Sanderson also shares his low-point story, which was after he continued to receive nothing but rejection for his twelfth novel until he was almost ready to give up, and then three months later got a publishing contract.  Dan Wells’ story is a little different, as it happened after he’d published his first novel, but it hadn’t done as well as he’d expected, compared to other bestselling authors like his good friend, Sanderson, but he soon realized that his was what he loved to do and nothing was going to be make him stop.

Ultimately it comes down to this: even when you have so many other things like jobs and family and social lives happening constantly day-to-day for you, if you’re still making that time to write because it’s something you love to do and will always be doing no matter what happens, then you’re a writer.  There’s nothing else to it.

And for when you’re feeling a little down about your work and wondering if it’s all worth it, or whether you should bother writing anymore because nothing’s really happening with it; give this episode a listen, it’s always available online (or you can download it and have it ready for these particular situations), and you’ll find yourself inspired and excited about your ability and typing away at your keyboard in no time.

And in case you missed it in the post, here’s the direct link to the episode.

“Lone Survivors: How We Came to the Only Humans on Earth” by Chris Stringer (Times Books, 2012)

Lone Survivors

One might say that Chris Stringer has had the ideal career that he dreamed of achieving when, at the age of eighteen, he switched his major from medicine to anthropology and was accepted in the PhD program at Bristol University to study Neanderthals.  Shortly after graduating he received a job offer at the Paleontology Department at the Natural History Museum in London, where he is still a researcher, and is now one of the world’s foremost paleoanthropologists.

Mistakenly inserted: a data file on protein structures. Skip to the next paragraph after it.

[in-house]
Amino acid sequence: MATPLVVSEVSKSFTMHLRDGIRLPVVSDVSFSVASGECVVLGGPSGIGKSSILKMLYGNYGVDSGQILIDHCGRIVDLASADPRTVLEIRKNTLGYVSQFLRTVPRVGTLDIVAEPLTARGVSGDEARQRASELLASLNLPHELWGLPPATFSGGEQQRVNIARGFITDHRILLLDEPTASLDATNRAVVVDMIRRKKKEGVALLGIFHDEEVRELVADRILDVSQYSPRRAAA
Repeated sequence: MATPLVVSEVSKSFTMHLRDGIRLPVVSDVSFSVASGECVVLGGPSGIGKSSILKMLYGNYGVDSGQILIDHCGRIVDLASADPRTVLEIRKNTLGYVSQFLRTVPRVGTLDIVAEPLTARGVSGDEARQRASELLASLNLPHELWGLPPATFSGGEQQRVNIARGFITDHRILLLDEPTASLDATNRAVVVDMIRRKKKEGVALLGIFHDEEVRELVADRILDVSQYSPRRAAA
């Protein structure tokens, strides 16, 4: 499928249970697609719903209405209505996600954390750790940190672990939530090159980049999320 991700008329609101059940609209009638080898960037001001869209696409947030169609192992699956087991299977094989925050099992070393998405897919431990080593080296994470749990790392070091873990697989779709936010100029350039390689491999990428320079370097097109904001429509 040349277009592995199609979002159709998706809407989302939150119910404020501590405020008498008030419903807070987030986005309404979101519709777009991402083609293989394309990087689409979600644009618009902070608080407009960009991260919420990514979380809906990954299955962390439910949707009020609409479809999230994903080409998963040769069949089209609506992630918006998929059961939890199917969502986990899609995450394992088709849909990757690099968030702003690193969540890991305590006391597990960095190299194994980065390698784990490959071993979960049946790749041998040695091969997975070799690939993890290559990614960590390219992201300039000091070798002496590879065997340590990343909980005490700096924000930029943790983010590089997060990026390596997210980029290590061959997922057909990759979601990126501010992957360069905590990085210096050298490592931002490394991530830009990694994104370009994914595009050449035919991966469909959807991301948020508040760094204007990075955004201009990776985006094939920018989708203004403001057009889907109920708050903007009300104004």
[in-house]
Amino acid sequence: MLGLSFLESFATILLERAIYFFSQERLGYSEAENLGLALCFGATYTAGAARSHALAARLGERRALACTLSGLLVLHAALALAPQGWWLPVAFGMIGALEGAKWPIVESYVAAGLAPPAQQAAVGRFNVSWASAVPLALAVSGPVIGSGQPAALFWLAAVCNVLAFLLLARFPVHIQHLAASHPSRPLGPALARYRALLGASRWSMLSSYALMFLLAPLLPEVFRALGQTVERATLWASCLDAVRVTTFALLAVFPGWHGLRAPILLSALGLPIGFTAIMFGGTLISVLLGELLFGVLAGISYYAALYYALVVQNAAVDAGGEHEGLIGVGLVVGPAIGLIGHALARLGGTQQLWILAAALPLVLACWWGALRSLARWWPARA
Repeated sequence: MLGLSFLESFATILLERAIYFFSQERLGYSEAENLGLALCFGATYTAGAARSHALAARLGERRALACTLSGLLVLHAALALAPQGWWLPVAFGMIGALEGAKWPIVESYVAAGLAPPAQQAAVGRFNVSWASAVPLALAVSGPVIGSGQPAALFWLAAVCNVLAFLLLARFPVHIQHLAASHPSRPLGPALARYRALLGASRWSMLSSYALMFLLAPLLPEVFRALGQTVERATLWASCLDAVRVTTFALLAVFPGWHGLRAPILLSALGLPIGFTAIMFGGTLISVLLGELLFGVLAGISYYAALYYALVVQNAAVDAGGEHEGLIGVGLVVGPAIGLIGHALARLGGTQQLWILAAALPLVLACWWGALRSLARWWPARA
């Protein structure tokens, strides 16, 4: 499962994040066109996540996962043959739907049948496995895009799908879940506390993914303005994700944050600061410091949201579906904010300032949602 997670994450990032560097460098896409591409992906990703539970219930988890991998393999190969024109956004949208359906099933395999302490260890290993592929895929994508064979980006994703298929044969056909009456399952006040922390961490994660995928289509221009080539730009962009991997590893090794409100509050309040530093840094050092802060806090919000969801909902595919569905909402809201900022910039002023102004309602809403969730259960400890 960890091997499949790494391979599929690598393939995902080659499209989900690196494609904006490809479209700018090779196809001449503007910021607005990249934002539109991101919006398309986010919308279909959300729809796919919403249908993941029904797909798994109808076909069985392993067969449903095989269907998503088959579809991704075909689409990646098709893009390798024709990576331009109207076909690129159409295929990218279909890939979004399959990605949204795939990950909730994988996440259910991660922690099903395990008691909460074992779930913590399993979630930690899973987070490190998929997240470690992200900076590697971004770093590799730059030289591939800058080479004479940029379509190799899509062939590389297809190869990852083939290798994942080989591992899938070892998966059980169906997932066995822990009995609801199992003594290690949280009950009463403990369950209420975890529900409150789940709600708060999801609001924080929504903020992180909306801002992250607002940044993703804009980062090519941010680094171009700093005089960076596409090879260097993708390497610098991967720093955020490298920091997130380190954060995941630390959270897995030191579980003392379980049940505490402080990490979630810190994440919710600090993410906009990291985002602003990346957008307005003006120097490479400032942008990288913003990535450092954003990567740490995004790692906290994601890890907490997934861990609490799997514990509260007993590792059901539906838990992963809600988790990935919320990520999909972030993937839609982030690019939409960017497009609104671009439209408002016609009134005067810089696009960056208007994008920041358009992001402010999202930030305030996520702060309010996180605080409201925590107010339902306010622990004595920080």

Lone Survivors is the ideal book for any would-be fan of anthropology, wanting to get the latest news and discoveries on our ancient ancestors, as well as the perfect text for one either taking an anthropology course or perhaps contemplating switching majors, much as Stringer did.  The book is an easy read in that Stringer’s voice is conversational and pleasant, he breaks everything down to its base parts, and shows complex matters in a clear light.  He has introductory chapters dedicated to the various methods of archaeology used in studying fossils, as well as dating them.  Stringer also skillfully provides constant hints of matters he will be later discussing to entice and keep the reader hooked.  By the end of the book the reader will feel well educated and well versed on our ancestors, as well as up to date on the latest findings in the world of anthropology.

Originally written on February 3, 2012 ©Alex C. Telander.